The concept is simple. Partnerships are established with organisations, NGOs, universities and groups from countries such as Bulgaria, Estonia and Taiwan. The partners share similar issues with Great Yarmouth, including low skill levels, or are connected by communities or historic trade links. The driving motivation of all the partners is cooperation to share knowledge and provide meaningful opportunities for people to develop skills which can be used for the preservation of heritage.
Young people from Great Yarmouth join other nationalities from partnering organisations to work on projects both here and abroad. The process of learning, sharing and exchange provides the basic memorandum of understanding as teams of students and trainees travel to work on projects in other partners’ countries.
A key element in the strategy is a historic farmhouse and barns on the Devetaki Plateau in Bulgaria, which was purchased in 2015 with funding from the Headley Trust. The plateau, situated in one of the poorest regions in the European Union, suffers from a range of issues, most pertinently emigration, depopulation and skills shortages. This has had a devasting effect and contributed to the erosion of the region’s historic built environment.
Workshops are held at the farmhouse three times a year, covering surveying, recording and the repair of the historic fabric. The process of repair and conservation is used as a training initiative, enabling local people and students from across Europe and Asia to learn traditional skills. Young people, trainees and volunteers work side by side on projects, increasing their skills and learning from each other. The learning process extends beyond traditional skills and conservation, facilitating an understanding of other cultures, languages and lifestyles.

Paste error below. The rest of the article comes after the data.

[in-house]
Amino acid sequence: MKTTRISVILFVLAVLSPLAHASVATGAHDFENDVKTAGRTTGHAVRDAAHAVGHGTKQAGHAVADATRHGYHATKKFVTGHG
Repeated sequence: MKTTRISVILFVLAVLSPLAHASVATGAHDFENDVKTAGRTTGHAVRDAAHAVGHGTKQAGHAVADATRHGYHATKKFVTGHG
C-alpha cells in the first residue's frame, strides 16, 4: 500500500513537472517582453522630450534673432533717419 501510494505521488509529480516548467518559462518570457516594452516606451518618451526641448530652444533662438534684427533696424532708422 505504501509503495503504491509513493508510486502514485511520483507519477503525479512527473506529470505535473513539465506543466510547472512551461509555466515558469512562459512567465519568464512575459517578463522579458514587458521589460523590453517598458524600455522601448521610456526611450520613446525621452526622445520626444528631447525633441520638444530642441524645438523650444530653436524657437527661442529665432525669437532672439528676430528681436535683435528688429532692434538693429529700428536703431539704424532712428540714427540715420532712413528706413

Through the core activities of survey and repair, international teams gain a fundamental knowledge of the buildings and materials used. Construction techniques are explored and relearned. These include unfired earth, dry-stone walling and timber framing. Handling the materials and working them helps to give the students a growing confidence, and an understanding of how they function, their uses and means of decay.
An important aspect of the strategy is the provision of continuing opportunities through apprenticeships with contractors, paid internships or direct employment through a social enterprise company Great Yarmouth Preservation Trust has established. This company employs six people, all trained on preservation trust and international projects since 2012.